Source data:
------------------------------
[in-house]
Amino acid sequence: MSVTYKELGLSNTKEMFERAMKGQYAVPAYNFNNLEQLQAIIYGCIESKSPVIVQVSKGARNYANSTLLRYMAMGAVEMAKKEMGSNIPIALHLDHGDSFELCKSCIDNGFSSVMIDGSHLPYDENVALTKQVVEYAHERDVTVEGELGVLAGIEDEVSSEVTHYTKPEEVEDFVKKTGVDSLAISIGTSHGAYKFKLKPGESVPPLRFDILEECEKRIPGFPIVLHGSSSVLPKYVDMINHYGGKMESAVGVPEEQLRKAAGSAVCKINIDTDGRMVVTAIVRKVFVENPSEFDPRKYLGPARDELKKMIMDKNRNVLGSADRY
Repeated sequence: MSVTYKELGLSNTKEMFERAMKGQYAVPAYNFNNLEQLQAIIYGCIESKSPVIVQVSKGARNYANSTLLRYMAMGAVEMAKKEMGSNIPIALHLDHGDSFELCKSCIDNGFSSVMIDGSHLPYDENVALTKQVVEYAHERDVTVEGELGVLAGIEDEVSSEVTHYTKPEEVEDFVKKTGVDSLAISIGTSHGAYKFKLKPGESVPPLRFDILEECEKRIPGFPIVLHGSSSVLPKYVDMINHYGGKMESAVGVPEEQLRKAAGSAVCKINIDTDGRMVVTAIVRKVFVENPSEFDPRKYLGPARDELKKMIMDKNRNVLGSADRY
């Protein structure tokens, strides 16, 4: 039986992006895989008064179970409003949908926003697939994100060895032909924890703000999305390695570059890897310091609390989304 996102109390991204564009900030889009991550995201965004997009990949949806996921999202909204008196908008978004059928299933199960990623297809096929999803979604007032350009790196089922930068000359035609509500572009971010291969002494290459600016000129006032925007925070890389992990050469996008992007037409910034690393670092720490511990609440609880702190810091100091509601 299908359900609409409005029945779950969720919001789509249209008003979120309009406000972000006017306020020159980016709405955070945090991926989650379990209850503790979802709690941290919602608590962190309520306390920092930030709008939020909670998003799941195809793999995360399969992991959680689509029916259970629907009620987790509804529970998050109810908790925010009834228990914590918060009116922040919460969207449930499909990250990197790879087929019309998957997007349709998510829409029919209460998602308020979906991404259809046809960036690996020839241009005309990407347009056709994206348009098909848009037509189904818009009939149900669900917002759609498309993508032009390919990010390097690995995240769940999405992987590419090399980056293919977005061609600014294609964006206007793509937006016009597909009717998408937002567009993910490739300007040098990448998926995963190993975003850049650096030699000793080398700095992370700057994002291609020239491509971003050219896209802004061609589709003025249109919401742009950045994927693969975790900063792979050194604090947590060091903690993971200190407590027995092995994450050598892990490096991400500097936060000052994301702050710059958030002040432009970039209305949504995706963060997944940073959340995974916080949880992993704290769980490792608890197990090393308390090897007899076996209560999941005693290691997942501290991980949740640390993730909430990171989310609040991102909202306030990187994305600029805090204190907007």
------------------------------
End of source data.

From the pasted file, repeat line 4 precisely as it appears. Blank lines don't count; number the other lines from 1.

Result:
């Protein structure tokens, strides 16, 4: 039986992006895989008064179970409003949908926003697939994100060895032909924890703000999305390695570059890897310091609390989304 996102109390991204564009900030889009991550995201965004997009990949949806996921999202909204008196908008978004059928299933199960990623297809096929999803979604007032350009790196089922930068000359035609509500572009971010291969002494290459600016000129006032925007925070890389992990050469996008992007037409910034690393670092720490511990609440609880702190810091100091509601 299908359900609409409005029945779950969720919001789509249209008003979120309009406000972000006017306020020159980016709405955070945090991926989650379990209850503790979802709690941290919602608590962190309520306390920092930030709008939020909670998003799941195809793999995360399969992991959680689509029916259970629907009620987790509804529970998050109810908790925010009834228990914590918060009116922040919460969207449930499909990250990197790879087929019309998957997007349709998510829409029919209460998602308020979906991404259809046809960036690996020839241009005309990407347009056709994206348009098909848009037509189904818009009939149900669900917002759609498309993508032009390919990010390097690995995240769940999405992987590419090399980056293919977005061609600014294609964006206007793509937006016009597909009717998408937002567009993910490739300007040098990448998926995963190993975003850049650096030699000793080398700095992370700057994002291609020239491509971003050219896209802004061609589709003025249109919401742009950045994927693969975790900063792979050194604090947590060091903690993971200190407590027995092995994450050598892990490096991400500097936060000052994301702050710059958030002040432009970039209305949504995706963060997944940073959340995974916080949880992993704290769980490792608890197990090393308390090897007899076996209560999941005693290691997942501290991980949740640390993730909430990171989310609040991102909202306030990187994305600029805090204190907007």